Application of regularized Richardson-Lucy algorithm for deconvolution of confocal microscopy images

Laasmaa M, Vendelin M, Peterson P

J Microsc 2011 Aug;243(2):124-40

PMID: 21323670



The image shows mitochondria in rat cardiomyocyte before (left) and after deconvolution (right). Both, xy and yz cross-sections of the image stack are shown. At upper left corner, a zoomed region from the middle of xy cross-section is shown. Note that the deconvolution has improved contrast (space between mitochondria is much clearer) and smoothed noise out. Deconvolution software is published as an open-source project (part of IOCBio)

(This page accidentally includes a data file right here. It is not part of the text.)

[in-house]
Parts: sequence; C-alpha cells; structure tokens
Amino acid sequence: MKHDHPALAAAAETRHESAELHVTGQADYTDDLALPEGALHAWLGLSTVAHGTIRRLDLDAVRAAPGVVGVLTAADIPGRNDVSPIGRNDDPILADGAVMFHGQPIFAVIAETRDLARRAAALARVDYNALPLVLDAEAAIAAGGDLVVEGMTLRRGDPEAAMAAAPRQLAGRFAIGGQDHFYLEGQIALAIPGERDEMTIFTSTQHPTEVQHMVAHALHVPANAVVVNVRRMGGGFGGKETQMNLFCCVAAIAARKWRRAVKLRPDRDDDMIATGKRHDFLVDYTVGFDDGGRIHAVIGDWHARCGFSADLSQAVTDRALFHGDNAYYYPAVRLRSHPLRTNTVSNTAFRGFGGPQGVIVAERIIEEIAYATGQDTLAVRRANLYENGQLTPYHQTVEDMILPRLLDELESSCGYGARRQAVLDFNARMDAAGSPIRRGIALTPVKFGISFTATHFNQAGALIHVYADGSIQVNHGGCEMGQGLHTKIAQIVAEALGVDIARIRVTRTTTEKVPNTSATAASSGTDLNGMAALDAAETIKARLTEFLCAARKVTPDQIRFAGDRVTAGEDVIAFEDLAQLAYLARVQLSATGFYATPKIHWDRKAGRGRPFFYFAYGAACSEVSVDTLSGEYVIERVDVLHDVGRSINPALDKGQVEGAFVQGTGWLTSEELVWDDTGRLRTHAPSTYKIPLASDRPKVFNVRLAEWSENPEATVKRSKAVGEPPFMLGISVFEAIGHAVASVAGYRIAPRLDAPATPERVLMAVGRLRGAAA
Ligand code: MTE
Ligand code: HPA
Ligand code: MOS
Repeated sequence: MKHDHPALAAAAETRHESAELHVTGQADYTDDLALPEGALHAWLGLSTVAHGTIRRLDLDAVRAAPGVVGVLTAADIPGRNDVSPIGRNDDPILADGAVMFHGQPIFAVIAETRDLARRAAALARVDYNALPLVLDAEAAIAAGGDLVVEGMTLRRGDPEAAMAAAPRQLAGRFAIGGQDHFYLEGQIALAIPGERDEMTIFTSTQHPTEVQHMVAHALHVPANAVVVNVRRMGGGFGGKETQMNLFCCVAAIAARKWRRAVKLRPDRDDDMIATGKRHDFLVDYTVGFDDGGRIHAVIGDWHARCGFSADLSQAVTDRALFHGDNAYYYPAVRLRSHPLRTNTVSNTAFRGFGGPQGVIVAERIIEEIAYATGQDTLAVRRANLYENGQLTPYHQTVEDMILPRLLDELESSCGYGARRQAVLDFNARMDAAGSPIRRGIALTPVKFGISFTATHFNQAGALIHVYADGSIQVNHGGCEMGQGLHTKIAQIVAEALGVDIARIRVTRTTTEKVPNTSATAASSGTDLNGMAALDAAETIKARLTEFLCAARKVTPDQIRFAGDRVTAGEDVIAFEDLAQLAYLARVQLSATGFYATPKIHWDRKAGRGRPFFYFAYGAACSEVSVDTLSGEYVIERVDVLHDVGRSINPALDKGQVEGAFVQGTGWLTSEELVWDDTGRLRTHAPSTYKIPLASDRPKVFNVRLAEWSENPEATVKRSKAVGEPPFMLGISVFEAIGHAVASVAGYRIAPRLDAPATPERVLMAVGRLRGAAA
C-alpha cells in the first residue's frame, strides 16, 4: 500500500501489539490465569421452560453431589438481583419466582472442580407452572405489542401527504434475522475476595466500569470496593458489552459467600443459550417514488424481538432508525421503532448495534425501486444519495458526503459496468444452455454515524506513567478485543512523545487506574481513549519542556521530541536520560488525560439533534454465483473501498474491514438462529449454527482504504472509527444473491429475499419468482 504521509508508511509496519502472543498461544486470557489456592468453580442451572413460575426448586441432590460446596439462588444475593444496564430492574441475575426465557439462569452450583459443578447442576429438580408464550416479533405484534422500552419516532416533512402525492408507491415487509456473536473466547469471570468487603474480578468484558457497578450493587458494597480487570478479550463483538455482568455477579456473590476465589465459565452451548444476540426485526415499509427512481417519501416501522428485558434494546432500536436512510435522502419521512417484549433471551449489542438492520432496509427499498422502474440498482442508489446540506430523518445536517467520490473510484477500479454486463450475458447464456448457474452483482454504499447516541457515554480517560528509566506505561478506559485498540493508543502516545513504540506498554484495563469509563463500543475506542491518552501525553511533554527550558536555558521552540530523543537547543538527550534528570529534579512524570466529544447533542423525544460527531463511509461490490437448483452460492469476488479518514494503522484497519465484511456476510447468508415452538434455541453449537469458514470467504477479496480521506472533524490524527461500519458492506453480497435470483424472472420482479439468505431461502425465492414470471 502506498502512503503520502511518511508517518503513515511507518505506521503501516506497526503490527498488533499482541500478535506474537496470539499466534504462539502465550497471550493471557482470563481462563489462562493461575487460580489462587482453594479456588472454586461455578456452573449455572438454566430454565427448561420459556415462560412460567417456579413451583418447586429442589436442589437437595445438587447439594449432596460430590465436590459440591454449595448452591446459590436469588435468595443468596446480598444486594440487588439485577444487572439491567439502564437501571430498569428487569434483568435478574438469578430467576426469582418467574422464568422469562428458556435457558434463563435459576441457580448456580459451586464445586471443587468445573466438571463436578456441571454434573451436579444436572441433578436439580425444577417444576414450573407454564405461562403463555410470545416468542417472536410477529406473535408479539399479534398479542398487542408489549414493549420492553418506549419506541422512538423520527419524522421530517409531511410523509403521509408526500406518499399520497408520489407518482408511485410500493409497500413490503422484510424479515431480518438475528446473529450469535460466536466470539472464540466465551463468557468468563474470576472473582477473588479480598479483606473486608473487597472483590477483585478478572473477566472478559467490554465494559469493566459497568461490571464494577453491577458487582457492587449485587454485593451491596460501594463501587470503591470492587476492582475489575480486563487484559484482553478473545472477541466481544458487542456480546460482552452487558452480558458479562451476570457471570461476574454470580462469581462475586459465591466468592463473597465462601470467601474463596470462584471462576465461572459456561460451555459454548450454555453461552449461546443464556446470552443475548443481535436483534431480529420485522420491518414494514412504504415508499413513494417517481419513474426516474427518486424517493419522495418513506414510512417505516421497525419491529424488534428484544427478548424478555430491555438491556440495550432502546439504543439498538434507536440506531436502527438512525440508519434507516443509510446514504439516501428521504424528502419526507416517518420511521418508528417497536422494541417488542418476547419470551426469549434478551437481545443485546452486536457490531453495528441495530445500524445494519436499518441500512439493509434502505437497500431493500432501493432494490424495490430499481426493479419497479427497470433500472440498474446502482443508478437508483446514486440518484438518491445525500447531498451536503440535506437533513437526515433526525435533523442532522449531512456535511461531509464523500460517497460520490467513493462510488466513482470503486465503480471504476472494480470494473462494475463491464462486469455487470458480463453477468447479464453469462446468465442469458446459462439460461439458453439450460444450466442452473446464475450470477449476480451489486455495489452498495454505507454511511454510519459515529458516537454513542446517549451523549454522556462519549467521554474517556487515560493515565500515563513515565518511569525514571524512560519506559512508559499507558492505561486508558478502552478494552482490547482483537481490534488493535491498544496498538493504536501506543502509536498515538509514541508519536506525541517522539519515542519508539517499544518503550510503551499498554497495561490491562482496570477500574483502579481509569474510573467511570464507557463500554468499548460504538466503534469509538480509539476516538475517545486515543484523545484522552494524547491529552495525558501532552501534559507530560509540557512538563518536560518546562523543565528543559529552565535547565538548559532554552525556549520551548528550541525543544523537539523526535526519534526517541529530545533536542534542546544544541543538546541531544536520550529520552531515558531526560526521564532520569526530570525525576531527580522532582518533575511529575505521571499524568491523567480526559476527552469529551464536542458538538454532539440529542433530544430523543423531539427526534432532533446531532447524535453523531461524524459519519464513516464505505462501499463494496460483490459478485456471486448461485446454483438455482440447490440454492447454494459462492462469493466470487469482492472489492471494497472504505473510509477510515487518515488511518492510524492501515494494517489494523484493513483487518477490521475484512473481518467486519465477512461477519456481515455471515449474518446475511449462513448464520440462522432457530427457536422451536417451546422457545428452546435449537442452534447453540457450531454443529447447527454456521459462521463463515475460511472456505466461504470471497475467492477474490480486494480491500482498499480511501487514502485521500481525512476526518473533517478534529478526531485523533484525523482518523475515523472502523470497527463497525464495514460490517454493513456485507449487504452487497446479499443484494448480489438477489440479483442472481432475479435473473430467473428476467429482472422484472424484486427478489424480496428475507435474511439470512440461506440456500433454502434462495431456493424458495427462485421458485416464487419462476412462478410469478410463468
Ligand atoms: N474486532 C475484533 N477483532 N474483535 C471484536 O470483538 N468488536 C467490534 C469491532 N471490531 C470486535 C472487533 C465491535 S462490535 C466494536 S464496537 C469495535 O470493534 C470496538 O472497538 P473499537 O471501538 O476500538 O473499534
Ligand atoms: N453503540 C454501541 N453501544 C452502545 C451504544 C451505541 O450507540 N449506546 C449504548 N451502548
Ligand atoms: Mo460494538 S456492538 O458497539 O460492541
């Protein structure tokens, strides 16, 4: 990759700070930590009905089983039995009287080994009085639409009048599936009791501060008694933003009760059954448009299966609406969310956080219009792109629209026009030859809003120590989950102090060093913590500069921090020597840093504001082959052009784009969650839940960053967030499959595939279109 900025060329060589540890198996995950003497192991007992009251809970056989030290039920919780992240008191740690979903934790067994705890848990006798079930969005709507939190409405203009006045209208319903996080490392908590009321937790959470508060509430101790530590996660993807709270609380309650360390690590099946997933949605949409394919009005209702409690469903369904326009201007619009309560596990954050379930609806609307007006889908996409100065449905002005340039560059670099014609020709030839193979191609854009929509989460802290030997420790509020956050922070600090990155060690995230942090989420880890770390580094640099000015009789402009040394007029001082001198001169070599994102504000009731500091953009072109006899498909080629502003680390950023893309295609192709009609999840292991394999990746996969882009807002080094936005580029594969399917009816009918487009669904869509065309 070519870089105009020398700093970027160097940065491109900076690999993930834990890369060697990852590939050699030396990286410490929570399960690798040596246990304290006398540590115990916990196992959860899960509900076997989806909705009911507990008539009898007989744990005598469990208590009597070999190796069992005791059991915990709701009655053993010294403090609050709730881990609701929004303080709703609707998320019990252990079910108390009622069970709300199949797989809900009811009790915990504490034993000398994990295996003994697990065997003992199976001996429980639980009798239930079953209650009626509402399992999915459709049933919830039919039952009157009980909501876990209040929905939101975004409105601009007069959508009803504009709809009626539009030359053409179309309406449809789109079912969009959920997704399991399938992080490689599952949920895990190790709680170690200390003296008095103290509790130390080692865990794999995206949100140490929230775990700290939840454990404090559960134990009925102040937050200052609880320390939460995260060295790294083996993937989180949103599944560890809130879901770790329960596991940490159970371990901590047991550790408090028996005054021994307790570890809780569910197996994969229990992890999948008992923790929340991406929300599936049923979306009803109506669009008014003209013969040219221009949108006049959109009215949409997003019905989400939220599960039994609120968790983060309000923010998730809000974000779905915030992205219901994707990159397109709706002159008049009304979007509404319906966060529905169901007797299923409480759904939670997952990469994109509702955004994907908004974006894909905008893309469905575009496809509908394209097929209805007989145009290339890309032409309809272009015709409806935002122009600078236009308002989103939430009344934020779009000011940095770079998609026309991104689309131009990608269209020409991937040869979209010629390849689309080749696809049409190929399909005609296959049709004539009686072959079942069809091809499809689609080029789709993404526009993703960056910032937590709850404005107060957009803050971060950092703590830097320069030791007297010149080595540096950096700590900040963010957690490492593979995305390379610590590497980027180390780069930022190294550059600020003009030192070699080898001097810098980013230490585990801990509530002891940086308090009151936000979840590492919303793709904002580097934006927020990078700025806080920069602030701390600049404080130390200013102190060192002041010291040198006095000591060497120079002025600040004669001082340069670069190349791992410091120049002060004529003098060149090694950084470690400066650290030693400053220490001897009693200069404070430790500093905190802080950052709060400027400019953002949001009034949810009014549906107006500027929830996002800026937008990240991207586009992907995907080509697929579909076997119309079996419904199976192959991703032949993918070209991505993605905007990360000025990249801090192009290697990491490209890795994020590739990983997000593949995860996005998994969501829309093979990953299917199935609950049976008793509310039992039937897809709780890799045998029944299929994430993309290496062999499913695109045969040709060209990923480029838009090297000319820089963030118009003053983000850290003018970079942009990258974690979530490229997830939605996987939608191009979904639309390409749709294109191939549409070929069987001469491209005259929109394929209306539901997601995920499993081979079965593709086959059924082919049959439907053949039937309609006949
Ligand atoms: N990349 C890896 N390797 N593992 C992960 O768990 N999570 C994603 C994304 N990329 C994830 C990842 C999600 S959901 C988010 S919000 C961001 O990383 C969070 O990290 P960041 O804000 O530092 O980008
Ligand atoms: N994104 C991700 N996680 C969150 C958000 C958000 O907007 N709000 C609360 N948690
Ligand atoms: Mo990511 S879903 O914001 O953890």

Although confocal microscopes have considerably smaller contribution of out-of-focus light than widefield microscopes, the confocal images can still be enhanced mathematically if the optical and data acquisition effects are accounted for. For that, several deconvolution algorithms have been proposed. As a practical solution, maximum-likelihood algorithms with regularization have been used. However, the choice of regularization parameters is often unknown although it has considerable effect on the result of deconvolution process. The aims of this work were: to find good estimates of deconvolution parameters; and to develop an open source software package that would allow testing different deconvolution algorithms and that would be easy to use in practice. Here, Richardson-Lucy algorithm has been implemented together with the total variation regularization in an open source software package IOCBio Microscope. The influence of total variation regularization on deconvolution process is determined by one parameter. We derived a formula to estimate this regularization parameter automatically from the images as the algorithm progresses. To assess the effectiveness of this algorithm, synthetic images were composed on the basis of confocal images of rat cardiomyocytes. From the analysis of deconvolved results, we have determined under which conditions our estimation of total variation regularization parameter gives good results. The estimated total variation regularization parameter can be monitored during deconvolution process and used as a stopping criterion. An inverse relation between the optimal regularization parameter and the peak signal-to-noise ratio of an image is shown. Finally, we demonstrate the use of the developed software by deconvolving images of rat cardiomyocytes with stained mitochondria and sarcolemma obtained by confocal and widefield microscopes.